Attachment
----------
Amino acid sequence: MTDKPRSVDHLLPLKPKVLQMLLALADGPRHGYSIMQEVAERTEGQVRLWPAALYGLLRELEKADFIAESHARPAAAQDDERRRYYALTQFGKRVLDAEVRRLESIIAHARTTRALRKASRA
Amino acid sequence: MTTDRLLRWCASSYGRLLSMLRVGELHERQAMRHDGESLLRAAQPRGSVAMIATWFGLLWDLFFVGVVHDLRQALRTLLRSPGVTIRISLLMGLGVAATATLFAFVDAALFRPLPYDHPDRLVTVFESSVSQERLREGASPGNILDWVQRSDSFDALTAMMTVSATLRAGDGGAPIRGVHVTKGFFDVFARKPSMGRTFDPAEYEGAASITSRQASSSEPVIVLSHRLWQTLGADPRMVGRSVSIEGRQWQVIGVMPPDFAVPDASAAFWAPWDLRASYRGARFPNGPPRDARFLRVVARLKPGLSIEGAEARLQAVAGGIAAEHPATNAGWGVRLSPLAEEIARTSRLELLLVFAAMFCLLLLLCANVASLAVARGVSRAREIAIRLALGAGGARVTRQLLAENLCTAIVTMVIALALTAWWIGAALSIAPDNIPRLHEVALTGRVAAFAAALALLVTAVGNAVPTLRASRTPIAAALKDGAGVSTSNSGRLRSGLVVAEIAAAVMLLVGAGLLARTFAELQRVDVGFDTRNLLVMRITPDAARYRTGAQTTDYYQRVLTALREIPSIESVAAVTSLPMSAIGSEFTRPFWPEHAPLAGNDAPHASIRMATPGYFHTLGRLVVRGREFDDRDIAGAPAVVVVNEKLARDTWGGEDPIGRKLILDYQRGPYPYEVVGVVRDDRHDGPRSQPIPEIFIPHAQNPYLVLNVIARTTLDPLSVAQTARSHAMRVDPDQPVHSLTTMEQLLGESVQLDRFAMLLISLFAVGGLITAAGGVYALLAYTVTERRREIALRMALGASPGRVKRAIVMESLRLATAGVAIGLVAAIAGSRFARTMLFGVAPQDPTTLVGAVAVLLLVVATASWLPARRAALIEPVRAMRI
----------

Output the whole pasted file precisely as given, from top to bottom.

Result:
Amino acid sequence: MTDKPRSVDHLLPLKPKVLQMLLALADGPRHGYSIMQEVAERTEGQVRLWPAALYGLLRELEKADFIAESHARPAAAQDDERRRYYALTQFGKRVLDAEVRRLESIIAHARTTRALRKASRA
Amino acid sequence: MTTDRLLRWCASSYGRLLSMLRVGELHERQAMRHDGESLLRAAQPRGSVAMIATWFGLLWDLFFVGVVHDLRQALRTLLRSPGVTIRISLLMGLGVAATATLFAFVDAALFRPLPYDHPDRLVTVFESSVSQERLREGASPGNILDWVQRSDSFDALTAMMTVSATLRAGDGGAPIRGVHVTKGFFDVFARKPSMGRTFDPAEYEGAASITSRQASSSEPVIVLSHRLWQTLGADPRMVGRSVSIEGRQWQVIGVMPPDFAVPDASAAFWAPWDLRASYRGARFPNGPPRDARFLRVVARLKPGLSIEGAEARLQAVAGGIAAEHPATNAGWGVRLSPLAEEIARTSRLELLLVFAAMFCLLLLLCANVASLAVARGVSRAREIAIRLALGAGGARVTRQLLAENLCTAIVTMVIALALTAWWIGAALSIAPDNIPRLHEVALTGRVAAFAAALALLVTAVGNAVPTLRASRTPIAAALKDGAGVSTSNSGRLRSGLVVAEIAAAVMLLVGAGLLARTFAELQRVDVGFDTRNLLVMRITPDAARYRTGAQTTDYYQRVLTALREIPSIESVAAVTSLPMSAIGSEFTRPFWPEHAPLAGNDAPHASIRMATPGYFHTLGRLVVRGREFDDRDIAGAPAVVVVNEKLARDTWGGEDPIGRKLILDYQRGPYPYEVVGVVRDDRHDGPRSQPIPEIFIPHAQNPYLVLNVIARTTLDPLSVAQTARSHAMRVDPDQPVHSLTTMEQLLGESVQLDRFAMLLISLFAVGGLITAAGGVYALLAYTVTERRREIALRMALGASPGRVKRAIVMESLRLATAGVAIGLVAAIAGSRFARTMLFGVAPQDPTTLVGAVAVLLLVVATASWLPARRAALIEPVRAMRI